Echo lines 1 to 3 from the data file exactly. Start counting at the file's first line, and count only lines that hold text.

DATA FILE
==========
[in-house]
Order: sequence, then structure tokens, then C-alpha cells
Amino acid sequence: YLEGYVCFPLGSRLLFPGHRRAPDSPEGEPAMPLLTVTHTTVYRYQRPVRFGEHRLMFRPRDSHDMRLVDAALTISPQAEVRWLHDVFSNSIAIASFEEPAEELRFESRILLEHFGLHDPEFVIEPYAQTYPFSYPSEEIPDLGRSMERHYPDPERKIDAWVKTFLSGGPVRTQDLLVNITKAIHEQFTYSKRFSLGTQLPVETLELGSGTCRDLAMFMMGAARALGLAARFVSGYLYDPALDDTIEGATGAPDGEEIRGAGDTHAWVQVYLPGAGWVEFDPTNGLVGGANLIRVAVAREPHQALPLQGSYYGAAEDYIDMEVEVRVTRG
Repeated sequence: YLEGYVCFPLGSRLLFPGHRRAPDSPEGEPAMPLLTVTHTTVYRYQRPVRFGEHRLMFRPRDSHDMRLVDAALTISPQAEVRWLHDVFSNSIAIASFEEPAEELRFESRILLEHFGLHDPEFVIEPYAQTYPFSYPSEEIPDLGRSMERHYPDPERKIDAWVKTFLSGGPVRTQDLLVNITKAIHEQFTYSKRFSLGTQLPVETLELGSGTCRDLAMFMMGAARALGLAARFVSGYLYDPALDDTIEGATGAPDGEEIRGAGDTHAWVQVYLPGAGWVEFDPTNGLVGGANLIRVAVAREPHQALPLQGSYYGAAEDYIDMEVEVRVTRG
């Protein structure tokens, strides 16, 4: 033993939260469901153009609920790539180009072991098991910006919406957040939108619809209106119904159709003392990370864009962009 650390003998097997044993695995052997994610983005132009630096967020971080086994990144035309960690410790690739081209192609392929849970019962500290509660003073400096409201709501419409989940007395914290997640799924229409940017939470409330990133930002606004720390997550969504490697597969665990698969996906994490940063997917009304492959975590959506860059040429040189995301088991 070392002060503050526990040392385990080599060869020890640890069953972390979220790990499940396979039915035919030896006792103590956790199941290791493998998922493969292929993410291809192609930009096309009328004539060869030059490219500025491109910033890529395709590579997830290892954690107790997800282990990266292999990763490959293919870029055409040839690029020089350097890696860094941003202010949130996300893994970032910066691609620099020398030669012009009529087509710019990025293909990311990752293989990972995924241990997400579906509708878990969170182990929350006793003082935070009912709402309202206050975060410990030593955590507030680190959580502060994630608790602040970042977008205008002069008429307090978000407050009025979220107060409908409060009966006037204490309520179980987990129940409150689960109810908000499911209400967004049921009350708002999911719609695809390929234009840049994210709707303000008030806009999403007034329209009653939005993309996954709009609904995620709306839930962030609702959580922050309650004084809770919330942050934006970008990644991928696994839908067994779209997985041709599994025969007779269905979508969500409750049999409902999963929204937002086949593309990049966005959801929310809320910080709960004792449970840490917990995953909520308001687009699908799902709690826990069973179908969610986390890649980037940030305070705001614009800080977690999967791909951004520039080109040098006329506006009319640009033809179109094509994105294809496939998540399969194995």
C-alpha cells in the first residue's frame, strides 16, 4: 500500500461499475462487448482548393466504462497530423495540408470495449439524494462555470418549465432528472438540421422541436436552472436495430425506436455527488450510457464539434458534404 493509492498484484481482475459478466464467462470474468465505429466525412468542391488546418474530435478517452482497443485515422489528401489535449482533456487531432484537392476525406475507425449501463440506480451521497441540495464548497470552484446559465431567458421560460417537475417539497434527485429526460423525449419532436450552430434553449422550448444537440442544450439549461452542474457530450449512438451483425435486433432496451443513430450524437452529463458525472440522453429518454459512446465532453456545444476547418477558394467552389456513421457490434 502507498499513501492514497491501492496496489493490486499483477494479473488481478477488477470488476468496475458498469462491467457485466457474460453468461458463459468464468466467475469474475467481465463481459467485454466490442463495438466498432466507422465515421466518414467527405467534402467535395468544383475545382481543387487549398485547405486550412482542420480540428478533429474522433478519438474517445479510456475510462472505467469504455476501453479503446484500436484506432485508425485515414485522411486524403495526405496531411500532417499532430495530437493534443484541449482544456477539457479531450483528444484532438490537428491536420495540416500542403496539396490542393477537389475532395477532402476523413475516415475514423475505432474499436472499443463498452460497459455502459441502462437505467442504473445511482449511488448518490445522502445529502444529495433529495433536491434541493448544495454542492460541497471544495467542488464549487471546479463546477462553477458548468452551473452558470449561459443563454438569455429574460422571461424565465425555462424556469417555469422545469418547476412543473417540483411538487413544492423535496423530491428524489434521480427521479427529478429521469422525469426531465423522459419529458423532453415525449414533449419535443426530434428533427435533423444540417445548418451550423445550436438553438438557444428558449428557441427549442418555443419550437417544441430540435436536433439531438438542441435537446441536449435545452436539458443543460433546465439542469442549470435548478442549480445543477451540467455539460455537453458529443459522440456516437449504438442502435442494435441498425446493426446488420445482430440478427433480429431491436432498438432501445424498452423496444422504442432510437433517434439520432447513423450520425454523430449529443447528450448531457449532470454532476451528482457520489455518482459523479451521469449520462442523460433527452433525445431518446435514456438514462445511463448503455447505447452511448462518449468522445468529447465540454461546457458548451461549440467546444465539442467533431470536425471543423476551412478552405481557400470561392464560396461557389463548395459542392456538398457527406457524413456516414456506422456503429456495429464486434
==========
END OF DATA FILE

[in-house]
Order: sequence, then structure tokens, then C-alpha cells
Amino acid sequence: YLEGYVCFPLGSRLLFPGHRRAPDSPEGEPAMPLLTVTHTTVYRYQRPVRFGEHRLMFRPRDSHDMRLVDAALTISPQAEVRWLHDVFSNSIAIASFEEPAEELRFESRILLEHFGLHDPEFVIEPYAQTYPFSYPSEEIPDLGRSMERHYPDPERKIDAWVKTFLSGGPVRTQDLLVNITKAIHEQFTYSKRFSLGTQLPVETLELGSGTCRDLAMFMMGAARALGLAARFVSGYLYDPALDDTIEGATGAPDGEEIRGAGDTHAWVQVYLPGAGWVEFDPTNGLVGGANLIRVAVAREPHQALPLQGSYYGAAEDYIDMEVEVRVTRG